mechanism on how the client obtains this information is out of scope
   of this specification.





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   The client that wishes to use this specification MUST stop proceeding
   if the server does not support this extension.

3.2.  (optional) Client registers its desired code challenge algorithm

   In this specification, the client sends the transformation of the
   code verifier to the authorization server in the front channel.  The
   default transformation is not doing transformation at all.  If the
   the server supports, the client MAY register its desired
   transformation algorithm to the server.  If the algorithm is
   registered, the server MUST reject any request that does not conform
   to the algorithm.

   How does this client registers the algorithm is out of scope for this
   specification.

   Also, this specification does not define any transformation other
   than the default transformation.

3.3.  Client creates a code verifier

   The client then creates a code verifier, "code_verifier", in the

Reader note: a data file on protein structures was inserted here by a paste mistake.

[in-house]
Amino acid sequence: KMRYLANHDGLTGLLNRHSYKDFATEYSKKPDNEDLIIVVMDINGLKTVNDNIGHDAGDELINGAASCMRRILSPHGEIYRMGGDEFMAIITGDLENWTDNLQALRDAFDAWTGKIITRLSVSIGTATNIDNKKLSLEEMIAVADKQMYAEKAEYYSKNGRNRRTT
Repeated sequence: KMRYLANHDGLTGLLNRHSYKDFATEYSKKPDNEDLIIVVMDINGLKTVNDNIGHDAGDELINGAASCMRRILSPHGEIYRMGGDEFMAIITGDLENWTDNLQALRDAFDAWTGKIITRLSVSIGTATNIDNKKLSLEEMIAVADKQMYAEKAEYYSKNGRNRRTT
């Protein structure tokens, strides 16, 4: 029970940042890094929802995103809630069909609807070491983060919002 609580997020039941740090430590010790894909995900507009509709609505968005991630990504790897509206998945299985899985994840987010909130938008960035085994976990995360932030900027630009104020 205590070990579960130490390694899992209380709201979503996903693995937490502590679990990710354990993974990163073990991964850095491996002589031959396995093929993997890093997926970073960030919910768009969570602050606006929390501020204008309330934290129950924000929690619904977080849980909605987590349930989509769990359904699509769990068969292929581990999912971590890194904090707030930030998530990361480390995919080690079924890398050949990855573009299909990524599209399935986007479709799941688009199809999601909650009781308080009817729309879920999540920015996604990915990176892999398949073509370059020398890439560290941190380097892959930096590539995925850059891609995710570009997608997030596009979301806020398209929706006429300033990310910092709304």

following manner.

   code_verifier = high entropy cryptographic random string of length
   less than 128 bytes

   NOTE: code verifier MUST have high enough entropy to make it
   inpractical to guess the value.

3.4.  Client sends the code challenge with the authorization request

   Then, the client creates a code challenge, "code_challenge", by
   applying the pre-negotiated algorithm between the client and the
   server.  The default behaviour is no transformation, i.e.,
   "code_challenge" == "code_verifier".  The authorization server MUST
   support this 'no transformation' algorithm.

   The client sends the code challenge with the following parameter with
   the OAuth 2.0 [RFC6749] Authorization Request:

   code_challenge  REQUIRED. code challenge.

3.5.  Server returns the code

   When the server issues a "code", it MUST associate the
   "code_challenge" value with the "code" so that it can be used later.




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   Typically, the "code_challenge" value is stored in encrypted form in
   the "code", but it could as well be just stored in the server in
   association with the code.  The server MUST NOT include the
   "code_challenge" value in the form that any entity but itself can
   extract it.